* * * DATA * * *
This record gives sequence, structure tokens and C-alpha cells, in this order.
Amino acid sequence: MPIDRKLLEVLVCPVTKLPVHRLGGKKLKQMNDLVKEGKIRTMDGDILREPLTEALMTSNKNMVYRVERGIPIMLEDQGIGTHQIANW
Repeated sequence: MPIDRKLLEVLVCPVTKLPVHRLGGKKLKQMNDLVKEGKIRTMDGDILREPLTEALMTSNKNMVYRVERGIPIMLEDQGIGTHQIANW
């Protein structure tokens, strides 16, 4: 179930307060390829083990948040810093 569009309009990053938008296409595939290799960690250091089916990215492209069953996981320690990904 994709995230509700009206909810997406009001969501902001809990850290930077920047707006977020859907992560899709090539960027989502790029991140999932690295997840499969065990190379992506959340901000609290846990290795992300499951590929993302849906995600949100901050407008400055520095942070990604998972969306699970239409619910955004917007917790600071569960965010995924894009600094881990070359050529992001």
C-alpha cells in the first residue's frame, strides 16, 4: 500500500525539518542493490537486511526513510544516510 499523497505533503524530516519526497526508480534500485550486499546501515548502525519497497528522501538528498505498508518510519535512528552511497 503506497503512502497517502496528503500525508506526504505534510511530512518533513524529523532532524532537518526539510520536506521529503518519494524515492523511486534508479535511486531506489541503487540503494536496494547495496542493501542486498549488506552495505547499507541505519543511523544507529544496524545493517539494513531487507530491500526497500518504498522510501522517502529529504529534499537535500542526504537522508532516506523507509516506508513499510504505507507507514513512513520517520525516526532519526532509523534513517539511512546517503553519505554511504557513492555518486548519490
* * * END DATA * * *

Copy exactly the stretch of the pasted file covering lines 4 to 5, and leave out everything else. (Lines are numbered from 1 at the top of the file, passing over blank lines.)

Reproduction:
């Protein structure tokens, strides 16, 4: 179930307060390829083990948040810093 569009309009990053938008296409595939290799960690250091089916990215492209069953996981320690990904 994709995230509700009206909810997406009001969501902001809990850290930077920047707006977020859907992560899709090539960027989502790029991140999932690295997840499969065990190379992506959340901000609290846990290795992300499951590929993302849906995600949100901050407008400055520095942070990604998972969306699970239409619910955004917007917790600071569960965010995924894009600094881990070359050529992001």
C-alpha cells in the first residue's frame, strides 16, 4: 500500500525539518542493490537486511526513510544516510 499523497505533503524530516519526497526508480534500485550486499546501515548502525519497497528522501538528498505498508518510519535512528552511497 503506497503512502497517502496528503500525508506526504505534510511530512518533513524529523532532524532537518526539510520536506521529503518519494524515492523511486534508479535511486531506489541503487540503494536496494547495496542493501542486498549488506552495505547499507541505519543511523544507529544496524545493517539494513531487507530491500526497500518504498522510501522517502529529504529534499537535500542526504537522508532516506523507509516506508513499510504505507507507514513512513520517520525516526532519526532509523534513517539511512546517503553519505554511504557513492555518486548519490